Holy Smoke: Cannabis Churches Extol "Sacrament" of Marijuana
The first Congress of Cannabis Ministries was organized by Hager in Denver, Colorado, last Sunday as a way to help marijuana users and advocates to start churches of their own.
“My advice to everyone is to band together with your friends and create your own cannabis-friendly ministry,” Hager writes on the GoFundMe page for the Federation of Cannabis Churches. “Suddenly, the powers-that-be will have to start treating all of us with some real respect, or face some major lawsuits.”
As marijuana laws in several states and Washington DC rapidly decriminalize or legalize recreational use, the trend towards legalization hasn’t addressed one of the main concerns of a small subset of legalization advocates: having cannabis recognized as a spiritual sacrament.
The congress was held in conjunction with Hager’s second annual Munchie Cup – a spin-off of the High Times’ Cannabis Cup – which featured discussions on cannabis culture and businesses. While the originally planned lectures on spirituality failed to develop during the event, many of the flourishes of Hager’s spiritual view of cannabis were present throughout the weekend, including ritual lighting of frankincense candles (“Catholic church? Same thing,” says Hager) and celebration through music.
“The legalization of cannabis has opened up this possibility,” says Hager of churches that incorporate cannabis. As the founder of the Pot Illuminati, a “secret society” that practices spiritual rituals incorporating marijuana, Hager does not intend to start a legally recognized church. “I don’t want to deal with the paperwork. I don’t want to go through that bullshit, and I don’t think they have a right to tell you to do that shit.”
Kathleen Chippi, the founder of Closer to the Heart Ministry, located an hour or so northwest in Nederland, Colorado, sees it differently. “Cannabis has been illegal the entire time I’ve been alive,” she said. “Have I consumed it? Yes. Have I started a church based around cannabis being the tree of life? Yes.”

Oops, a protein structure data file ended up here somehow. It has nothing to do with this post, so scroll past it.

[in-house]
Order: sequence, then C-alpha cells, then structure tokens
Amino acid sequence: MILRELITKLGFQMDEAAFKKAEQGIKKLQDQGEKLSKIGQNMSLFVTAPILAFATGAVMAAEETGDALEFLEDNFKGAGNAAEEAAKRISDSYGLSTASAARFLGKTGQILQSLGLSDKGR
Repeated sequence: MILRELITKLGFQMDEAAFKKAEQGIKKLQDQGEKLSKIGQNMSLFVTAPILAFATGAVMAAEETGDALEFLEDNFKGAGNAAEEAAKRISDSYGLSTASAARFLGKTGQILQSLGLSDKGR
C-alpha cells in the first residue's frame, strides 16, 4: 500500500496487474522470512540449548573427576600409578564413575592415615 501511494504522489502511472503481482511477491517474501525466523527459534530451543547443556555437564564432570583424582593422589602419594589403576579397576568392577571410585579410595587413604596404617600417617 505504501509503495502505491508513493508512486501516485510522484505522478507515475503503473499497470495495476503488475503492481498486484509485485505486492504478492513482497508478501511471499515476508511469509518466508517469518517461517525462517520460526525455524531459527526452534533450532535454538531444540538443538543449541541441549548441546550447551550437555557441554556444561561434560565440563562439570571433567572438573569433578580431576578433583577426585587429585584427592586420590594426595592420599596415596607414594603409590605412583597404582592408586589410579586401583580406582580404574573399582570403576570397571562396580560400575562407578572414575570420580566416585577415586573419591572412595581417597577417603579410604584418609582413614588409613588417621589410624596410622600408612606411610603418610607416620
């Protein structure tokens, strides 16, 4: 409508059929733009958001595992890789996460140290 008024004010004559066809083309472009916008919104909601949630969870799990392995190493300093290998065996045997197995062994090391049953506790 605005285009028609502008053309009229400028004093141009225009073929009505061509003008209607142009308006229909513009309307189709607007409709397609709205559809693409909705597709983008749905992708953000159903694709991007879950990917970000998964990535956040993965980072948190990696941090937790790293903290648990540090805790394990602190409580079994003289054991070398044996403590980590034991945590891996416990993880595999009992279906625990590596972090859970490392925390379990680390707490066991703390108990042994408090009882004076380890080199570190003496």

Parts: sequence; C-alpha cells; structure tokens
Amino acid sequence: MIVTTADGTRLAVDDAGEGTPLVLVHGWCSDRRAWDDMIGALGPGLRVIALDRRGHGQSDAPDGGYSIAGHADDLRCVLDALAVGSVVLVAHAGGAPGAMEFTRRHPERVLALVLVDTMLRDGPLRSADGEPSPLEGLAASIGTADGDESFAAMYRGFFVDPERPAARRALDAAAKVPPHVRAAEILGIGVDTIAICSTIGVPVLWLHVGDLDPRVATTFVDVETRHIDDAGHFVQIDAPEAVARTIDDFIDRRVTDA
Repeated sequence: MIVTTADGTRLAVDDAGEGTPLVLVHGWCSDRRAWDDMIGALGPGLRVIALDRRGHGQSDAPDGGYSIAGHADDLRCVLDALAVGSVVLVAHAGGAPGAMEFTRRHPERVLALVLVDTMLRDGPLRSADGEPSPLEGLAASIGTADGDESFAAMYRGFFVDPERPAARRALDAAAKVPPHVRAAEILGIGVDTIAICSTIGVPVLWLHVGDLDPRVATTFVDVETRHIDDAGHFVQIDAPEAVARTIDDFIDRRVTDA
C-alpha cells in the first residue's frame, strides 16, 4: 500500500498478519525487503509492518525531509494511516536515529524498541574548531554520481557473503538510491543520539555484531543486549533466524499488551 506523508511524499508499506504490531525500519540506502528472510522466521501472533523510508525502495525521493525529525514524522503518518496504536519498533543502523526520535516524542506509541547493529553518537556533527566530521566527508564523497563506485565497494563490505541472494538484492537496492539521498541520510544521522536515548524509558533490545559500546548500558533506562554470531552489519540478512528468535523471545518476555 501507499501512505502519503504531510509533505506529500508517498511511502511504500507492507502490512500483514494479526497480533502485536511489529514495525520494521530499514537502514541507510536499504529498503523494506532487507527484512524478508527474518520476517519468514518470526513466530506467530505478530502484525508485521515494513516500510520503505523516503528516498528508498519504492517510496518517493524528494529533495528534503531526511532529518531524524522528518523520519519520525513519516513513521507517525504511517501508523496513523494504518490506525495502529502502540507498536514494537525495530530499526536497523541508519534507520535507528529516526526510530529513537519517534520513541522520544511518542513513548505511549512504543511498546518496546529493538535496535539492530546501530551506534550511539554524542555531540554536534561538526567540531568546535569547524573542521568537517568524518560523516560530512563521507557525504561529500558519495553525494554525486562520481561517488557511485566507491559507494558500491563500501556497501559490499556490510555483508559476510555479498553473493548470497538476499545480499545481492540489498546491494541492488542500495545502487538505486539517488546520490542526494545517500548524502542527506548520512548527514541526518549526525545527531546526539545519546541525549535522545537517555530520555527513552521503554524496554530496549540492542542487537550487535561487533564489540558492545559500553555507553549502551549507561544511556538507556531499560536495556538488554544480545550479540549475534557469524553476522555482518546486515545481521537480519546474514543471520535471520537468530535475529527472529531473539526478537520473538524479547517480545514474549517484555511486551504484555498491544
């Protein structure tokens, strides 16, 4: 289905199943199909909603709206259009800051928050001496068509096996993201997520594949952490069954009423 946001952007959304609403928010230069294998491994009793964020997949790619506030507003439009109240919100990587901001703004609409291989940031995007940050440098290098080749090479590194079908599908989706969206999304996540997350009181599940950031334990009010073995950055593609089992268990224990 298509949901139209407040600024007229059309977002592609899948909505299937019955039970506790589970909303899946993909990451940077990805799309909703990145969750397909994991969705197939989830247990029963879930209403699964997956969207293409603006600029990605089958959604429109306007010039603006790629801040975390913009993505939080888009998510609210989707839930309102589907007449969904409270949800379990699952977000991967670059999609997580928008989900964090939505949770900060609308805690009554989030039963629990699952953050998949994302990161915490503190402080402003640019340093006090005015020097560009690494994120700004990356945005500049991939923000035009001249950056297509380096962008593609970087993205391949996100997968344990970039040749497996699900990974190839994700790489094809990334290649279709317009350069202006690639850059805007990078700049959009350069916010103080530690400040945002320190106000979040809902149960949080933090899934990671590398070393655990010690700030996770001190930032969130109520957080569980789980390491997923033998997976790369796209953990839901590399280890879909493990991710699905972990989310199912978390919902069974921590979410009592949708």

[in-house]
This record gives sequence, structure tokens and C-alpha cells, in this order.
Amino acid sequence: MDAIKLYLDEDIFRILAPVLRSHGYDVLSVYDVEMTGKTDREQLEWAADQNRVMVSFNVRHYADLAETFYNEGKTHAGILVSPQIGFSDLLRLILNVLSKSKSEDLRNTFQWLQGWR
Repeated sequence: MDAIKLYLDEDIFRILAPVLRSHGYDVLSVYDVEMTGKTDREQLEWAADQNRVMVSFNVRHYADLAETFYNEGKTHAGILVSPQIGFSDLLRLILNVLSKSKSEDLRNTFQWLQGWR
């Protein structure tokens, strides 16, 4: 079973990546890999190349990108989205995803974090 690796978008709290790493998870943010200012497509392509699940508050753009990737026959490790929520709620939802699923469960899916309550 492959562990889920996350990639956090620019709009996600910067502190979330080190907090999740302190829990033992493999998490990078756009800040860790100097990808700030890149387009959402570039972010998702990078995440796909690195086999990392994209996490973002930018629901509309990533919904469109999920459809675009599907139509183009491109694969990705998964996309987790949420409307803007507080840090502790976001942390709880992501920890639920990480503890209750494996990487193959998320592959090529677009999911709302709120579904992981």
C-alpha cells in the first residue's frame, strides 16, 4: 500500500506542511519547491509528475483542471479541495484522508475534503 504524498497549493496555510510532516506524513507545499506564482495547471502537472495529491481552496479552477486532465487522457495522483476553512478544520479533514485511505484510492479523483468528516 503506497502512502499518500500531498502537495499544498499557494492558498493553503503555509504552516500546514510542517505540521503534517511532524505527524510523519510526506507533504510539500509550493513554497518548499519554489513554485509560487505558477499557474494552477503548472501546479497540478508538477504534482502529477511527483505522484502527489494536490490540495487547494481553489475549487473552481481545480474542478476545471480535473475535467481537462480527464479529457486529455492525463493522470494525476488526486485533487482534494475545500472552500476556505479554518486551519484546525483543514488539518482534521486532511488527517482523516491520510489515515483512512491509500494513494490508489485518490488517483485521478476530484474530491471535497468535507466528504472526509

Chippi filed paperwork to legitimize her religion in 2010. She was inspired by Roger Christie, the founder of THC Ministries, who came to Colorado to raise awareness and open new ministries for his church. Christie returned from that trip to Colorado and was arrested shortly thereafter for distribution of marijuana, when federal officers raided his church.
“He got a license to marry people which declared that he had a church, but his church didn’t have what I felt I wanted for my church,” said Chippi, who registered her church as a “corporation sole”. “It is what all Roman Catholic churches are registered as on paper. So that was the important part for me, to be on paper the way they were on paper.”
The spectrum of support for cannabis varies tremendously between religious circles. Dozens of religious groups, with varying degrees of legitimacy, openly incorporate cannabis as central to their practice – from Hager’s Pot Illuminati to the Internal Revenue Service-recognized First Church of Cannabis. Even more mainstream religions are seeing shifts in opinion around the plant.
“Satan didn’t create this plant,” Jesse Stanley, part of an evangelical Christian family that grows and distributes medical marijuana, told On Faith, a publication focused on religious communities. The Stanleys are known for producing “Charlotte’s Web”, a particularly effective strain of medicinal marijuana oil that has been used to treat epileptic children. “Satan doesn’t create anything. This is God’s plant.”
Even with the increased acceptance, however, cannabis churches probably have a long road ahead before they find mainstream acceptance.
"It’s great to be here in a free state, where you can walk around with a joint, instead of in a prison state,” said Bill Levin, founder and Grand Poobah of the First Church of Cannabis, during the opening to the weekend’s events before the ceremonial lighting of a set of colored frankincense candles.
Levin’s church, which is based in Indiana where marijuana is illegal, treats cannabis as a sacrament but has abstained from using the plant at the church, following threats of arrest and citation by the local police chief and county prosecutor. Levin says that the church’s practice of using marijuana as a sacrament should be protected by Indiana’s Religious Freedom and Restoration Act which “provides that a state or local government action may not substantially burden a person’s right to the exercise of religion” unless there’s a compelling interest for government interference.
“Everybody has their different concept of religion. We use cannabis as a prayer sacrament,” said Levin. “There’s a lot of spirituality across America that’s being awoken, with cannabis as one of the axles in the wheel. There are various viewpoints in how it’s implemented, but it’s there.”